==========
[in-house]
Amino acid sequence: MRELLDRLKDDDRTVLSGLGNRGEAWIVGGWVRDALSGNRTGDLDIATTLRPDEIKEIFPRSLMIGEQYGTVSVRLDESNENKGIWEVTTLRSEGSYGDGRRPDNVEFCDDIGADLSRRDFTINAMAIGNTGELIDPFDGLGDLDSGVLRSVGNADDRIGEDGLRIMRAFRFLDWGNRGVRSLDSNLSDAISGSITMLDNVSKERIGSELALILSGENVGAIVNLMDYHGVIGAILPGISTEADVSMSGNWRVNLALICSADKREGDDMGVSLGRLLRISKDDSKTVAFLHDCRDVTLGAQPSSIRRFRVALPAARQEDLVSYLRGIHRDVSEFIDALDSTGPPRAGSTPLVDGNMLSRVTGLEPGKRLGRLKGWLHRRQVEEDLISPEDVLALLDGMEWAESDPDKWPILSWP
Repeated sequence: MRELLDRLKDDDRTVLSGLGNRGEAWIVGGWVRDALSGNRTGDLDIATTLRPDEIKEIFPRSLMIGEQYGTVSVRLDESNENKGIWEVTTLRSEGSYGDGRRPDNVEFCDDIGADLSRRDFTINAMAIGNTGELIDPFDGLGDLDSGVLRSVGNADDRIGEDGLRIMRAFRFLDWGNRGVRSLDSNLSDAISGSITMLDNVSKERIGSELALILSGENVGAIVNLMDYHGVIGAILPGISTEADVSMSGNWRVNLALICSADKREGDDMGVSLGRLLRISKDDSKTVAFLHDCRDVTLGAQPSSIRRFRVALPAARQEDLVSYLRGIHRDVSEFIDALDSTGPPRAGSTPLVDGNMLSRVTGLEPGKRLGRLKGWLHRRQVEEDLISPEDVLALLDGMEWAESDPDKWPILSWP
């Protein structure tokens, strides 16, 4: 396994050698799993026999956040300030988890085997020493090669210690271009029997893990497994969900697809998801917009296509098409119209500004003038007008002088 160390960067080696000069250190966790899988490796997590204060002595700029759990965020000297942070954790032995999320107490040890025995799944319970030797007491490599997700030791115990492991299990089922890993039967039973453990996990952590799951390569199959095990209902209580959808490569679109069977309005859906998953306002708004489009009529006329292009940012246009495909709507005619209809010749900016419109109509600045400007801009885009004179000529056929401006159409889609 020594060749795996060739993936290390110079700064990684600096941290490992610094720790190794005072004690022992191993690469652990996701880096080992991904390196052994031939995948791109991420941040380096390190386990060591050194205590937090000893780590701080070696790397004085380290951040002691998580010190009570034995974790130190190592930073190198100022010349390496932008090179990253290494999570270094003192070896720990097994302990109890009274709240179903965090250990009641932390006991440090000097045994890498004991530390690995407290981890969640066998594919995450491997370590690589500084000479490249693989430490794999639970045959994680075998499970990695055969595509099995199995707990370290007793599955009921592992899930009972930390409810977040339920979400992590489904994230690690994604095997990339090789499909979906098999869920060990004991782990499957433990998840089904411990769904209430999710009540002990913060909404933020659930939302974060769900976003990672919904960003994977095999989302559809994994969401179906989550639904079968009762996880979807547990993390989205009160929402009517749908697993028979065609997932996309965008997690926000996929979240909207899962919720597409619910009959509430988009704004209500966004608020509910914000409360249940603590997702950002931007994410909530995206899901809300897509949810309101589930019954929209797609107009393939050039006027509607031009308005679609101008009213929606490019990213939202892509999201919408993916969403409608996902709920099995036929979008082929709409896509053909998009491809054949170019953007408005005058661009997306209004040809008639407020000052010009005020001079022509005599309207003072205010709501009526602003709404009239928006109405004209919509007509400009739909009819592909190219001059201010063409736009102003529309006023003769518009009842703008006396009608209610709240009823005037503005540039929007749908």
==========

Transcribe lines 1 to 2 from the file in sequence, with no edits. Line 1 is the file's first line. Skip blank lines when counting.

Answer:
[in-house]
Amino acid sequence: MRELLDRLKDDDRTVLSGLGNRGEAWIVGGWVRDALSGNRTGDLDIATTLRPDEIKEIFPRSLMIGEQYGTVSVRLDESNENKGIWEVTTLRSEGSYGDGRRPDNVEFCDDIGADLSRRDFTINAMAIGNTGELIDPFDGLGDLDSGVLRSVGNADDRIGEDGLRIMRAFRFLDWGNRGVRSLDSNLSDAISGSITMLDNVSKERIGSELALILSGENVGAIVNLMDYHGVIGAILPGISTEADVSMSGNWRVNLALICSADKREGDDMGVSLGRLLRISKDDSKTVAFLHDCRDVTLGAQPSSIRRFRVALPAARQEDLVSYLRGIHRDVSEFIDALDSTGPPRAGSTPLVDGNMLSRVTGLEPGKRLGRLKGWLHRRQVEEDLISPEDVLALLDGMEWAESDPDKWPILSWP